Sound Advice Thursday: Should I go to law school?

Dear Steph,

I just finished my junior year of college. I wanted to reach out to you to ask about your experience with law school and with law as a career. I get that you didn’t find law as a career to be particularly rewarding — could you elaborate a bit? I’ve always had law school in the back of my mind as a main post-grad option, but I’ve increasingly become skeptical that it’s the right path for me after reading insights like yours. I find it really inspirational that you left law to write. 

Sincerely,

Law School or Bust?

Dear LSOB,

This is a question I’ve gotten many times, in some form, over the years, even before I ever left the law to pursue writing, and I always wonder how to phrase my answer (which basically boils down to: “don’t go to law school unless you have a REALLY good reason”) while still getting across the fact that I actually really liked law school. So let me take a crack at it here.

First, I’ve written before on this blog about my experience of law school in the context of being a woman at Harvard Law School, and I blogged about my time in law school on my old blog (here, for example, and here). If you don’t feel like reading my archives, the basic gist is that I (mostly) loved law school. There were things about it that were highly annoying (see, e.g., 90% of the people), and three years of studying/writing papers could get monotonous (as I illustrated here), but mostly, I really enjoyed it. Law school, for me, was often intellectually engaging, challenging, and, turns out, fun.

No, seriously, I REALLY liked law school. Steph, circa October 2006.

No, seriously, I REALLY liked law school. Steph, circa October 2006.

Keep in mind, however, that I was in law school from 2006-2009 and I secured a job with a firm before the economy completely went to hell, so when I graduated, I was looking at a completely different job landscape than kids who are graduating from law school now (turns out that law graduates are now experiencing a “jobs crisis,” even graduates from top law schools). My experience was also helped by the fact that I was not gunning to be a Supreme Court clerk, so I made time for clinicals that interested me, language classes, salsa dancing, cooking, and hanging out with my now-husband, all of which helped to make my three years at HLS feel fun and easy. If I had been chained to my desk, trying to get on law review or trying to get all A+’s, I might be singing a different tune right now.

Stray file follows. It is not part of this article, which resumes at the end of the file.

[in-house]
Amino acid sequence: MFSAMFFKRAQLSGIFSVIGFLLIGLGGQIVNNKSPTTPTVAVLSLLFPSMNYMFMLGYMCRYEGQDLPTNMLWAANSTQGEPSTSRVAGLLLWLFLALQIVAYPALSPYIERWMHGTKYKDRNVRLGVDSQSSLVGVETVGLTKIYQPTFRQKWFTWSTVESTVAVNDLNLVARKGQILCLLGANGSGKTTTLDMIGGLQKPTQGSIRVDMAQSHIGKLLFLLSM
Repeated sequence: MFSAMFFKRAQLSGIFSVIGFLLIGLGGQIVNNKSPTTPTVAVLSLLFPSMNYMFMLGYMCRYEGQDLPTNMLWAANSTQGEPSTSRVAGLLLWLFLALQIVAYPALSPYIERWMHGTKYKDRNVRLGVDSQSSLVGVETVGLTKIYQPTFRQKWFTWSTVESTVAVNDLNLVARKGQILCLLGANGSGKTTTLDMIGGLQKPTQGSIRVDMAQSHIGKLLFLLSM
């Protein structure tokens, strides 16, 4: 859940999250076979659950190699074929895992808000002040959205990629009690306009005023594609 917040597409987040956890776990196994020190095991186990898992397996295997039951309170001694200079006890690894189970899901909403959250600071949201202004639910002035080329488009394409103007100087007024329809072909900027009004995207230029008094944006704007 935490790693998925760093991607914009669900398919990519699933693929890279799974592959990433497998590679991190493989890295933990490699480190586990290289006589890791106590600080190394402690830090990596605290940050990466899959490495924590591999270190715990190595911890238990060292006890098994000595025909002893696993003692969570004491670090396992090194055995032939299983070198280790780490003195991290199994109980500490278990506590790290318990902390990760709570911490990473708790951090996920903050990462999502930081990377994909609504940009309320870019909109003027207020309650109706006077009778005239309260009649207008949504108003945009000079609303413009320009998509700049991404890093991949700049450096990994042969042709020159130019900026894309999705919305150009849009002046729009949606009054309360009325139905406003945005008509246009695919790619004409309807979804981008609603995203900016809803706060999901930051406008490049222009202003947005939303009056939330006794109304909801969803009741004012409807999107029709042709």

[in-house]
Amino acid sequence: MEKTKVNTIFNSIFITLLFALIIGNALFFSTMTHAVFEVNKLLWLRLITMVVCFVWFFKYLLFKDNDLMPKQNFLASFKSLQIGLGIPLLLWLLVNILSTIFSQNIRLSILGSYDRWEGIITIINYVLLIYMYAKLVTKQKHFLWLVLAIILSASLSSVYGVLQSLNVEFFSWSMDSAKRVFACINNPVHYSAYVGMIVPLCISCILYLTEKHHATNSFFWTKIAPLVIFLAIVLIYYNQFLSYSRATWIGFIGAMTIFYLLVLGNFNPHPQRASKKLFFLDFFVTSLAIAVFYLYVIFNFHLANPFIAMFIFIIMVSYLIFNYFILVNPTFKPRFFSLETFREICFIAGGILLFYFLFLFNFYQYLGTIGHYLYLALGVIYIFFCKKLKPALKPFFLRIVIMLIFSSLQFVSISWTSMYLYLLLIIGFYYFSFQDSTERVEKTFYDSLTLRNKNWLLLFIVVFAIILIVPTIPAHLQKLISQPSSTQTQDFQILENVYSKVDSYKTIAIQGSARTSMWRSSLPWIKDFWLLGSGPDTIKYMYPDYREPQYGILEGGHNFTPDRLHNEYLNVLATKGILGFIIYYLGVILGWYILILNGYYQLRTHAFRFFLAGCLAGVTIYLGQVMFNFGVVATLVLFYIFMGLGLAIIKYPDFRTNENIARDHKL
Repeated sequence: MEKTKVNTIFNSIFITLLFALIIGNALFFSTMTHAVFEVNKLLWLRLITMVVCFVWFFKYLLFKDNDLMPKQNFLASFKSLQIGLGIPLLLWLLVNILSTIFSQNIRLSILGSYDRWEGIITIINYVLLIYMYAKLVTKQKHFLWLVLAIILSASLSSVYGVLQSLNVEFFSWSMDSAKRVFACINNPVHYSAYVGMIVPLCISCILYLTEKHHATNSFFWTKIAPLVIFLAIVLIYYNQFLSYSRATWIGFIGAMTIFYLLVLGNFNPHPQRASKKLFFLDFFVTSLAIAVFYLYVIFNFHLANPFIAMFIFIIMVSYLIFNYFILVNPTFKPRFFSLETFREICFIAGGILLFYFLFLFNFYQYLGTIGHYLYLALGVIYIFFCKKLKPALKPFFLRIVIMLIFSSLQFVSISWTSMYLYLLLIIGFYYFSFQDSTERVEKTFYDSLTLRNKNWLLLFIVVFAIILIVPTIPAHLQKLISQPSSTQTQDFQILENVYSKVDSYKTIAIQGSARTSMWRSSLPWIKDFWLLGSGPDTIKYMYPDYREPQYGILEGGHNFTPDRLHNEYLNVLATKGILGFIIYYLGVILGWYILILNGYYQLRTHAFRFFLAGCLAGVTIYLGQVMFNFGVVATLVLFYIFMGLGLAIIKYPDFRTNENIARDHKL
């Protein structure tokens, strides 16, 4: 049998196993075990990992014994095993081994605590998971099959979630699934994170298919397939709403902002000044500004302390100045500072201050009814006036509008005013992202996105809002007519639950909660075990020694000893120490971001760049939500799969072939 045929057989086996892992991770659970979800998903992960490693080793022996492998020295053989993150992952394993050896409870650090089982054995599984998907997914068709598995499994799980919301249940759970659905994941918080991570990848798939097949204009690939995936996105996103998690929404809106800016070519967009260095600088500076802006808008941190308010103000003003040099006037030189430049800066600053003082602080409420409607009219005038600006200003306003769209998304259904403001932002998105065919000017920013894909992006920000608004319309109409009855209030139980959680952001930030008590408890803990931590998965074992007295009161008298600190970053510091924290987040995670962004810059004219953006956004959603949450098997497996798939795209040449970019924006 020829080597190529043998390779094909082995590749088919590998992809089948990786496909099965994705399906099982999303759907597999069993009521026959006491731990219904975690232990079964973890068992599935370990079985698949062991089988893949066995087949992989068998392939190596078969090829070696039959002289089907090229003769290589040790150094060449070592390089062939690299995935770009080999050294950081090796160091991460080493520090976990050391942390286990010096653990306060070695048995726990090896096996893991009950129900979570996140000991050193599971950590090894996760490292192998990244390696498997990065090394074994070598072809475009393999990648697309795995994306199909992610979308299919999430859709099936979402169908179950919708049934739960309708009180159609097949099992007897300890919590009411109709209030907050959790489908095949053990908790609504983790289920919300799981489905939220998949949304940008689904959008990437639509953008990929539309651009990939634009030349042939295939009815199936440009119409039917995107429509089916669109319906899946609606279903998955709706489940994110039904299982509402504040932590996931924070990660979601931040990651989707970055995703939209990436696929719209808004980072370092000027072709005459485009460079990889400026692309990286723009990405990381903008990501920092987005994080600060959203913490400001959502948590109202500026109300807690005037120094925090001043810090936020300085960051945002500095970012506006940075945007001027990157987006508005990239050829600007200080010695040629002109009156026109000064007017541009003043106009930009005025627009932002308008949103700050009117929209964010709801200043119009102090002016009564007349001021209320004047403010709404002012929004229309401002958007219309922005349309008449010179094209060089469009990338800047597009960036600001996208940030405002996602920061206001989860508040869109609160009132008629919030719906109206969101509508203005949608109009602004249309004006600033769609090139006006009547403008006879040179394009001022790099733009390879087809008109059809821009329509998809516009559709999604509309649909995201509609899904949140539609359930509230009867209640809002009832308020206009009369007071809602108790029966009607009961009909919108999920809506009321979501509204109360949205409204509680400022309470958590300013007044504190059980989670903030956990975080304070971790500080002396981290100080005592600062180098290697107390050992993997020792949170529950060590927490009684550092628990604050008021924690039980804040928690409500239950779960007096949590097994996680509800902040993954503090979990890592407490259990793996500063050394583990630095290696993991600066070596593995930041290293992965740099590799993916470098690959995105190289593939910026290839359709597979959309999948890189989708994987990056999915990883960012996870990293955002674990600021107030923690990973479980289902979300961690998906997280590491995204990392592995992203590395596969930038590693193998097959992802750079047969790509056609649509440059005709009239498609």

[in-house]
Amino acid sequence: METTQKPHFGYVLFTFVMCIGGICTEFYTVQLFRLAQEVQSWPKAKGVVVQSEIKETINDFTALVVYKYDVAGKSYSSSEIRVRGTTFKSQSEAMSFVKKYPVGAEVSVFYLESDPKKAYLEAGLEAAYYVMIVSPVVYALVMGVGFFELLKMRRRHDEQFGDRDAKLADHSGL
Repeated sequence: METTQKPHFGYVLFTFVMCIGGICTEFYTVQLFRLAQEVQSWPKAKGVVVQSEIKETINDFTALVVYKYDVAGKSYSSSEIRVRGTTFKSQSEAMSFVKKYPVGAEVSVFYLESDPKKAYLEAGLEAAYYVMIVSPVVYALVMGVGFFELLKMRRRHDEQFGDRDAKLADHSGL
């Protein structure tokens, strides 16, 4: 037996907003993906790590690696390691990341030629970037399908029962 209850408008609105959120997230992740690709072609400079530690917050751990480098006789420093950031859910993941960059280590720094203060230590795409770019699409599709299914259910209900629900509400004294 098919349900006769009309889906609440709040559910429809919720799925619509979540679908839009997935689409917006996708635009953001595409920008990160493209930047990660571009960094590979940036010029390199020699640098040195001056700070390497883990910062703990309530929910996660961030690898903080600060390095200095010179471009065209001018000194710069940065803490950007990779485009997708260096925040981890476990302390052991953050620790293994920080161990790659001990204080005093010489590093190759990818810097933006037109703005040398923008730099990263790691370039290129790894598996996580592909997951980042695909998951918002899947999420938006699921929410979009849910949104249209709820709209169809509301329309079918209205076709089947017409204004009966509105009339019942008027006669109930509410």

So here’s my first big piece of advice about law school: don’t go unless you’re POSITIVE you want to be a lawyer and know exactly WHY you want to be a lawyer. This is what I used to tell Harvard undergrads when I was in law school and was a pre-law tutor at one of the colleges. I’d beg these kids to please please please please not look at law school as a “fall-back” option. There are many reasons why law school is probably the absolute worst choice for a post-undergrad fall-back option, including the huge expense, the crazy debt you will probably rack up, the dwindling job market for lawyers (see the frightening Atlantic article cited above, and this article about how almost half of 2011 law grads can’t afford a house), and the fact that MANY people who go to law school end up not liking either law school or the practice of law (or both).